Professional Learning Networks: Facilitating Transformation in Diverse Contexts with Equity-seeking Communities

Cover of Professional Learning Networks: Facilitating Transformation in Diverse Contexts with Equity-seeking Communities

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(9 chapters)


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In a time of rapid policy and curriculum change, teachers must be knowledge workers who continue to develop professionally. Professional learning networks (PLNs) offer teachers the opportunity to develop professionally by positioning them as inquirers into their own practice and authors and agents of situated innovation. Six examples of PLNs are introduced in this book to illustrate key attributes of PLNs that build educators’ ownership, practice, and expertise. Also highlighted is the potential of PLNs to address questions of equity, both for educators working in remote and rural communities who have limited access to professional development and other resources, and diverse learners and equity-seeking communities (e.g., Indigenous communities, non-dominant cultural groups). Scholar, practitioner, and policy audiences can benefit greatly from the PLNs described here and draw from these case studies to inform equity-oriented PLNs centering the importance of teachers, students, engagement, collaboration, and rural place in educational transformation efforts.


Educational inequities that are often systemic and the result of structural oppression persist in schools under/serving minoritized youth and communities. This chapter illustrates how professional learning networks (PLNs) and the practice of collaborative professionalism within them have served to support educators, positioned at multiple levels, in their effort to serve all children well, and especially those who are most marginalized. Collaborative professionalism emphasizes collective responsibility and student and teacher empowerment through PLNs. Further, the collaborative professionalism model incorporates elements of culture and context to ensure that collaborative efforts are responsive to the students and communities educators are purposed to partner with and serve. In this chapter, the authors highlight two such cases of collaborative professionalism through PLNs in Colombia and Ontario, Canada. These cases provide a model for how collaborative professionalism within PLNs can be utilized to enhance teaching and learning for all teachers and students across cultures and contexts, while attending explicitly to educational inequities.


Professional inquiry networks are becoming essential features of effective, innovative, and responsive school systems. In this chapter, the authors draw from their work with a team of British Columbia district leaders who use inquiry as a primary means for shifting practice and supporting innovation and change that benefit all learners. The authors argue that networking enables ways for districts to share emerging practices, engage in collective dialogue, draw from exemplary research, and deeply reflect on impacts. In doing so, leaders build strong relational ties and professional capital that accelerates innovation between and among district leaders. Two specific cases develop a deeper understanding of how change is taken up and accelerated at the local level, providing examples of how inquiry networks operate across multiple sites and simultaneously seed and nurture innovative thinking.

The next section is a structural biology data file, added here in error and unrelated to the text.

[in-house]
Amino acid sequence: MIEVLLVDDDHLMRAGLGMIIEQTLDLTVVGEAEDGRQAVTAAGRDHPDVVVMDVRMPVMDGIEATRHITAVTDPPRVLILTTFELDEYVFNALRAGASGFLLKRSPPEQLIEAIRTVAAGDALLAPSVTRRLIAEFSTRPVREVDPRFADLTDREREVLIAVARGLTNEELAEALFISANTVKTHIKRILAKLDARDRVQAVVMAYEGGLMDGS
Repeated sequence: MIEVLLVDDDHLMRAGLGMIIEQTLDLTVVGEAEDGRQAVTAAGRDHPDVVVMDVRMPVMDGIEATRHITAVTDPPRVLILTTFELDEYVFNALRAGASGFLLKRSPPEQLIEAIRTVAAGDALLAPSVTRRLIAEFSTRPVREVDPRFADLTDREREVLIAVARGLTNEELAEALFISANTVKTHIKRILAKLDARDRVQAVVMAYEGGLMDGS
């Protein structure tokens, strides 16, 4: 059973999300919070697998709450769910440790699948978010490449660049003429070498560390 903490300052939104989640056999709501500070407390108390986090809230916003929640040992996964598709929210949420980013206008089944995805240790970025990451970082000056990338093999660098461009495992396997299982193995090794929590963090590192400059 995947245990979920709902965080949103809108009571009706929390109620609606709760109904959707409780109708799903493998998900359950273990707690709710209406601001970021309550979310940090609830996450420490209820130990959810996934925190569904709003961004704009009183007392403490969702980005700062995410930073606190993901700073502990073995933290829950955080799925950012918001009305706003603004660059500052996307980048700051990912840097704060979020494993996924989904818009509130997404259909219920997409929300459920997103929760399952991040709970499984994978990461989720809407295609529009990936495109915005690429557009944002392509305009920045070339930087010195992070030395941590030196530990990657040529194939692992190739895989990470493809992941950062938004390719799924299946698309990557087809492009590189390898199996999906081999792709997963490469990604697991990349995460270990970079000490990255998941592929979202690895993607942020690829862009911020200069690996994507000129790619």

Research is starting to suggest the value of professional learning networks (PLN) in terms of supporting educators in their practice. But further research is needed into how teachers’ on-going learning and practice development can be supported by features unique to a PLN. To fill that gap, the research described in this chapter examined the ways in which opportunities and supports for educators embedded within a unique multi-layered PLN enhanced and strengthened their knowledge and practice. Across one-year of a longitudinal project, we gathered multiple forms of evidence to trace 18 teachers’ experiences. Findings reported in this chapter identified conditions in the PLN overall that were combining to support teachers’ inquiry-oriented learning and practice. In addition, the authors conducted an in-depth analysis of one teacher’s experiences. The detailed analyses of this embedded case further uncovered how supports at different “grain sizes” (i.e., across the year; out-of-class activities; reflections in/on practice) were combining to foster shifts in her practice and transformative learning over time. The authors conclude with implications for conceptualizing how a multi-layered PLN can be structured to support teachers’ professional learning and practice development.